experience with the health
care system? The National
Patient Safety Foundation
suggests these steps to
help make your health care
experience safer:
Become a more
informed health care
consumer:
* Seek information about
illnesses or conditions that
affect you.
* Research options and
possible treatment plans.
* Choose a doctor, clinic,
pharmacy, and hospital
experienced in the type of
care you require.


* Ask questions of your
doctor, nurse, pharmacist,
or benefits plan coordina-
tor.
* Seek more than one
opinion.
Keep track of your
history
* Write down your medi-
cal history including any
medical conditions you
have, illnesses, immuniza-
tions, allergies, hospitaliza-
tions, all medications and
dietary supplements you're
taking, and any reactions
or sensitivities you've expe-
rienced.
* Write down the names
and phone numbers of your
doctors, clinics, and phar-
macies for quick and easy
reference.
Work with your doctor
and other health care
professionals as a team
*. Share your health his-
tory with your care team.
* Share up-to-date infor-
mation about your care
with everyone who's treat-
ing you.
* Make sure you under-
stand the care and treat-
ment you'll be receiving.
Ask questions if you're not
clear on your care.


CREDO retreats

offered

T he Spiritual Fitness Division
Southeast offers a variety of spiri-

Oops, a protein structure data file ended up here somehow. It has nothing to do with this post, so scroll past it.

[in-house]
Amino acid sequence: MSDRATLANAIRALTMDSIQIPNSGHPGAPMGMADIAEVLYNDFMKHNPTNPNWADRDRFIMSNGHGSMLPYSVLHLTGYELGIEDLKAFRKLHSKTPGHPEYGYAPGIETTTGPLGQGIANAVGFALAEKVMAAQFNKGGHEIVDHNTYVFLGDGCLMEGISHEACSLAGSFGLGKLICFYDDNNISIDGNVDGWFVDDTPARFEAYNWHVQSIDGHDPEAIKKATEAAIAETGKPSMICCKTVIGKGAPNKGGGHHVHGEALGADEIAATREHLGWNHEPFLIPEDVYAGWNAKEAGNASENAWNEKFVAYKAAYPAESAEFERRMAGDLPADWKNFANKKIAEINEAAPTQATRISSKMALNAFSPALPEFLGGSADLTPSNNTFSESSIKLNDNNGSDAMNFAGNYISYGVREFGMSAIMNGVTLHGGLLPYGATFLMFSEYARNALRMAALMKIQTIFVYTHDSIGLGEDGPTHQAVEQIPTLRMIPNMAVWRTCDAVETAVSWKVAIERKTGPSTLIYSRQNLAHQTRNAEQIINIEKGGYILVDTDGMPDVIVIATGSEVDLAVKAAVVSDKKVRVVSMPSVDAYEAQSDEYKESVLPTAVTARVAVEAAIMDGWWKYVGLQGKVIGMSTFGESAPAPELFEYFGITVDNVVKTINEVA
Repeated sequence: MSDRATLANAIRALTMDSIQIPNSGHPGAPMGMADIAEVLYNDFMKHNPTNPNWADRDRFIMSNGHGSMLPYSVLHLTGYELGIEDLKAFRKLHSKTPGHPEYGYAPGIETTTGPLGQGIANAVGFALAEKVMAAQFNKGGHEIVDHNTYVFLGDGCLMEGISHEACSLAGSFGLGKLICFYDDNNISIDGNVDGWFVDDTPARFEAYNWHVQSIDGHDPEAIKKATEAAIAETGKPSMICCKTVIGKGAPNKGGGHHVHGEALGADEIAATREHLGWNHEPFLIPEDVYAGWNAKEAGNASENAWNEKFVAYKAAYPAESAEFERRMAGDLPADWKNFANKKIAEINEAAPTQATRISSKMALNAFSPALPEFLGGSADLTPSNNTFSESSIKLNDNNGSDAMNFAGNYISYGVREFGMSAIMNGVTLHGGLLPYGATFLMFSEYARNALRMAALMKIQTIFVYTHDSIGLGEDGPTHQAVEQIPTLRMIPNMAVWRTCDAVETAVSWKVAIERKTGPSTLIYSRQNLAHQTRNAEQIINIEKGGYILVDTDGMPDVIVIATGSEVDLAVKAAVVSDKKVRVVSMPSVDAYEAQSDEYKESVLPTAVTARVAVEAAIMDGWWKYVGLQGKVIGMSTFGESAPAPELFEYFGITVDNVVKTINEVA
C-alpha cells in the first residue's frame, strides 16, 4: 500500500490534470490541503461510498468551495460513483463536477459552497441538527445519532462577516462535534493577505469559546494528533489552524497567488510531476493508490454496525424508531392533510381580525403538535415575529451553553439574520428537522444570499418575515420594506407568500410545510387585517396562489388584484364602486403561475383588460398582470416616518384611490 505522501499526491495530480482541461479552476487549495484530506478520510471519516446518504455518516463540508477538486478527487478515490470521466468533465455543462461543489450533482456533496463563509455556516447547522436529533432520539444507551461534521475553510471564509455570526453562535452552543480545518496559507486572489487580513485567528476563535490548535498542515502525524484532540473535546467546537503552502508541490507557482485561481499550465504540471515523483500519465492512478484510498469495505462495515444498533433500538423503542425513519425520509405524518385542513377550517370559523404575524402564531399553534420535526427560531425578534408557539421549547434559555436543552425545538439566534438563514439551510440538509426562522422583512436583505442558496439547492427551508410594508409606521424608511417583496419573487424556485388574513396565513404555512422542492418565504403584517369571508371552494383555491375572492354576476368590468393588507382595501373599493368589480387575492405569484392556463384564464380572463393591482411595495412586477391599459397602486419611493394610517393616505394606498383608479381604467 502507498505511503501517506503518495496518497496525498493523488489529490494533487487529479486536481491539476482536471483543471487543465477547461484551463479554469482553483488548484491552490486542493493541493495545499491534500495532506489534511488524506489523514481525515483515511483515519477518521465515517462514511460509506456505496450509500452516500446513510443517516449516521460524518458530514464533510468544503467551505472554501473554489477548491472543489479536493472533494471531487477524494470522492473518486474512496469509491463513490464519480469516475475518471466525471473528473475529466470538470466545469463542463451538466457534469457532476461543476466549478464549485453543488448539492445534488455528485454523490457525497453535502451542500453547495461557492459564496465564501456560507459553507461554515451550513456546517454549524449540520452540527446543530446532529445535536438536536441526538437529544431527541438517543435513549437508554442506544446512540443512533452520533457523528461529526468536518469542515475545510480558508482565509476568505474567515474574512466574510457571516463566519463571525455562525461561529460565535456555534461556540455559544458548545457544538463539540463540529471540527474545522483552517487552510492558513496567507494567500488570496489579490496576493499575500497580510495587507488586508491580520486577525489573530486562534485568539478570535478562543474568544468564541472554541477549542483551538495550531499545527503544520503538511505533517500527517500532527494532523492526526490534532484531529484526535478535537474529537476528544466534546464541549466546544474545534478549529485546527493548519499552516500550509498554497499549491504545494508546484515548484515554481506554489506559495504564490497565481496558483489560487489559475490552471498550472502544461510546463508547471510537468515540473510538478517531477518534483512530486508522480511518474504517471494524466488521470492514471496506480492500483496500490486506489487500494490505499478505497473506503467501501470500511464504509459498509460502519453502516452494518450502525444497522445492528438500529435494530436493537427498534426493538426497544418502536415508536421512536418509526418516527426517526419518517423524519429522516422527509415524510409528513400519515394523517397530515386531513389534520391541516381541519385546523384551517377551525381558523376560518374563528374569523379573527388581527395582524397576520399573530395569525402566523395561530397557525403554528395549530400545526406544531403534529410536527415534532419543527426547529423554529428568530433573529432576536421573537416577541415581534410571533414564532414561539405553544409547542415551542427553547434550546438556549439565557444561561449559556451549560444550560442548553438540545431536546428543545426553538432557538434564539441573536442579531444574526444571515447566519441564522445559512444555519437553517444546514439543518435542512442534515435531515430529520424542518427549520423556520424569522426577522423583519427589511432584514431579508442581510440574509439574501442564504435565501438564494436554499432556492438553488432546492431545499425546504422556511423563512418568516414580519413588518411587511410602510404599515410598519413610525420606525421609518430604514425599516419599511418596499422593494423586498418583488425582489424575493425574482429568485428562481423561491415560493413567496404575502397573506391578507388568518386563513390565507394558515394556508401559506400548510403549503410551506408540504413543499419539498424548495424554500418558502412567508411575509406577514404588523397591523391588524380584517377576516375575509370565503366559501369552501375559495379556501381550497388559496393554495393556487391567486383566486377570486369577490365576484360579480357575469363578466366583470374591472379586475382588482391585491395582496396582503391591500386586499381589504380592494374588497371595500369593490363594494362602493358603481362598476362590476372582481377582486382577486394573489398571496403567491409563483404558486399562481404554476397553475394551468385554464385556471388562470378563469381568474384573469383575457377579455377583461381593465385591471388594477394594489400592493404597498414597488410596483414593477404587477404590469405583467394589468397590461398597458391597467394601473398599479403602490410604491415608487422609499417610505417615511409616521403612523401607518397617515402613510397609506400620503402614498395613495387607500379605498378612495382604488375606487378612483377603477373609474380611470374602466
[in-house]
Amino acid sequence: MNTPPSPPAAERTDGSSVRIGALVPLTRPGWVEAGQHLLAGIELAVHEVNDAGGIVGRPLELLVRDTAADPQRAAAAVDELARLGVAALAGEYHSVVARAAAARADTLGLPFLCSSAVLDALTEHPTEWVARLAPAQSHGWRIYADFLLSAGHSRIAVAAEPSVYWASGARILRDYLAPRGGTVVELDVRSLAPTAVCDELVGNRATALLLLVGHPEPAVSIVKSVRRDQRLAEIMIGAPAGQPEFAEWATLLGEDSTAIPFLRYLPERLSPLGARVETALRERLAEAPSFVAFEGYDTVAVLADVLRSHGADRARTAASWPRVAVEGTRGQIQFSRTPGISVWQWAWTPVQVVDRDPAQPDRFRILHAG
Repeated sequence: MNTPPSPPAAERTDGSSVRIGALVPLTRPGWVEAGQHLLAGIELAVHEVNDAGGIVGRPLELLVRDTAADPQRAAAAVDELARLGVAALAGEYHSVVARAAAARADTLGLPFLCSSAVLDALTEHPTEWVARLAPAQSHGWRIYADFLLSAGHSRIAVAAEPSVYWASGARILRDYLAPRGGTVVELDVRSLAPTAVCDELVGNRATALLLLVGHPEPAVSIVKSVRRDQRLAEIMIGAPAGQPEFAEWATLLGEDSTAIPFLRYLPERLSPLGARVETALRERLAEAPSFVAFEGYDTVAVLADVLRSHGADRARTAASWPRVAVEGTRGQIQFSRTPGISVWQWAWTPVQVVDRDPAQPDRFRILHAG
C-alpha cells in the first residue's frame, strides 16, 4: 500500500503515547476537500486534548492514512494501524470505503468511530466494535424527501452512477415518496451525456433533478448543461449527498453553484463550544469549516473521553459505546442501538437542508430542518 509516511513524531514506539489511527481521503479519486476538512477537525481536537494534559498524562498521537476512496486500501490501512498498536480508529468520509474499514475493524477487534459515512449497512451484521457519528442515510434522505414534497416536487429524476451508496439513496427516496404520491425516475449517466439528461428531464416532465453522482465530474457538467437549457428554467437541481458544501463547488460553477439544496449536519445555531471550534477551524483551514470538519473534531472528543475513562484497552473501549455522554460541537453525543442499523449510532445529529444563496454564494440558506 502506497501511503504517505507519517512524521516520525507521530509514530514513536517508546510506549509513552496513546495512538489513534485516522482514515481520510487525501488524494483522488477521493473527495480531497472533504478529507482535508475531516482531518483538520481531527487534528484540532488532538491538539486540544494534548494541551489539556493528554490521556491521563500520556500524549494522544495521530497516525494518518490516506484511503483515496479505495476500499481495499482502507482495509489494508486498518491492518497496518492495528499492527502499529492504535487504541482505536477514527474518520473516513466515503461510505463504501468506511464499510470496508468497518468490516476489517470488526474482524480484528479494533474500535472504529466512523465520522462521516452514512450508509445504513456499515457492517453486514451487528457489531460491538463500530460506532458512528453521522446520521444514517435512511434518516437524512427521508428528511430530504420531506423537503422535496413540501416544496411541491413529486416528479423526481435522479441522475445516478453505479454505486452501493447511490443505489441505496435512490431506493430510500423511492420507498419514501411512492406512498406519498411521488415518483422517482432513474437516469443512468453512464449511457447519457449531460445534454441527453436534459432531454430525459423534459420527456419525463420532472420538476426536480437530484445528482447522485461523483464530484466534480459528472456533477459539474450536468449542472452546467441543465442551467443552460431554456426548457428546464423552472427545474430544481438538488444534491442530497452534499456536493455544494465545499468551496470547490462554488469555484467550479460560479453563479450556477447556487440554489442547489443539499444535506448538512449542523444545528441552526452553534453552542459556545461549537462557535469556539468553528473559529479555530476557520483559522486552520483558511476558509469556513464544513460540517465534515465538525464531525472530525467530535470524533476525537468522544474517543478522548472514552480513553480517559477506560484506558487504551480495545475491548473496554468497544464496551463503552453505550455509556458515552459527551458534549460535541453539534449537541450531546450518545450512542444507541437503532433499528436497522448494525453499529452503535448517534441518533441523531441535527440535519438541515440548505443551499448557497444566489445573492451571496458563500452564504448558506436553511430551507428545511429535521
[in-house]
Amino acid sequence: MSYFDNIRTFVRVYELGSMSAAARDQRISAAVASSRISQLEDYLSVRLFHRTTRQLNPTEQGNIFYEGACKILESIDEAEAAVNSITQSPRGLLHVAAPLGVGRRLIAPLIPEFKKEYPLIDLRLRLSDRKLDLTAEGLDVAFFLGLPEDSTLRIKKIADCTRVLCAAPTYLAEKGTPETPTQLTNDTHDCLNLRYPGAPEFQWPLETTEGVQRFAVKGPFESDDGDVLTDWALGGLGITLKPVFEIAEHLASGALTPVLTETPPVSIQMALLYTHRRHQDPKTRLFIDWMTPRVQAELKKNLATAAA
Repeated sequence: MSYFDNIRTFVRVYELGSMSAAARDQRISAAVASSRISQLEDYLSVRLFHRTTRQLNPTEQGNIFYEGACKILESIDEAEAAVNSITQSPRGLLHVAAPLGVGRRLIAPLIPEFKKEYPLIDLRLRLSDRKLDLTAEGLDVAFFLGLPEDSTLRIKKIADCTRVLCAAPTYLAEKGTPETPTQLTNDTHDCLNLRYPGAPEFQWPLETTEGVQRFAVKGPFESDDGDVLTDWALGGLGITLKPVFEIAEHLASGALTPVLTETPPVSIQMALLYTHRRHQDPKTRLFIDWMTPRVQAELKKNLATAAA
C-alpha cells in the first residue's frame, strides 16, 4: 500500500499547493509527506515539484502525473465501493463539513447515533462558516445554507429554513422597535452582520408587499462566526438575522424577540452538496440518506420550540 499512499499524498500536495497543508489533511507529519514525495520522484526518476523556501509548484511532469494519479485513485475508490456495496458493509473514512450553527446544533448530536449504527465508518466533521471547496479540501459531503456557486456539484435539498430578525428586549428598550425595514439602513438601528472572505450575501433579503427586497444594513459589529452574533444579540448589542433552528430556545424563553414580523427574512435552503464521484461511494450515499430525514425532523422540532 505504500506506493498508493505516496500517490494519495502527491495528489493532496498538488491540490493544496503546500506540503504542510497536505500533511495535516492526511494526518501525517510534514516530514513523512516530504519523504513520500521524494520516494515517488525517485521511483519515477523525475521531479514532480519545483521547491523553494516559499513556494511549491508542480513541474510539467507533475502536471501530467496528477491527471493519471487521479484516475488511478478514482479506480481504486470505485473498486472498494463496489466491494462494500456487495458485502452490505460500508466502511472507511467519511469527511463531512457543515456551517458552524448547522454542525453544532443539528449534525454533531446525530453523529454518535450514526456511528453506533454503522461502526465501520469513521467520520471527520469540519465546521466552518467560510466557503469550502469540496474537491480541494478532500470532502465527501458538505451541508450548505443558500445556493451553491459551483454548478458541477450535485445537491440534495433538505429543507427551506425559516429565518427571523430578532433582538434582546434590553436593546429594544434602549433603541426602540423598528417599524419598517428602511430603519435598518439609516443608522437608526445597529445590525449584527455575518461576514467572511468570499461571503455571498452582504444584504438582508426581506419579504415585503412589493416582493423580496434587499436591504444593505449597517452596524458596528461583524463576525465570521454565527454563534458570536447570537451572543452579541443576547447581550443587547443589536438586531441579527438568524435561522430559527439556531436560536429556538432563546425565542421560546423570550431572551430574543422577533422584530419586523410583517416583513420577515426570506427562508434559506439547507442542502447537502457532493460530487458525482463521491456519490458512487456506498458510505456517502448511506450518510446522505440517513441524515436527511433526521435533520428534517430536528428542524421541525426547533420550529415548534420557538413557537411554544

tual retreats for anyone holding a
:Department of Defense ID card who is
over the age of 18.
All transportation, programming, lodg-
ing and meals are free. Retreats are held


* Pay attention. If some-
thing doesn't seem right,
call it to the attention of
your doctor or health care
professional.
* Discuss any concerns
about your safety with your
health care team.
Involve a family mem-
ber or friend in your
care
* If you're not able to
observe or participate fully
in your care, ask a family
member or friend to assist.
They can accompany you on
appointments or stay with
you, help you ask questions,
understand care instruc-
tions and suggest your pref-
erences.
Follow your doctor's
directions
* Be sure you receive all
instructions in writing and
that you read and under-
stand them. And, have
information explained ver-
bally.
* Take medications exact-
ly as prescribed.
* Use home medical
equipment and supplies
only as instructed.
* Report anything unusu-
al to your doctor.


at the Sea Retreat Center in St. Simons
Island. Ga. Registration is on a first come.
first serve basis by calling 270-6958.
The following retreats are coming up:
Marriage Enrichment - March 23-25,
May 4-6
Married couples desiring to take their
marriage to the next level or simply enjoy
being with one another may participate in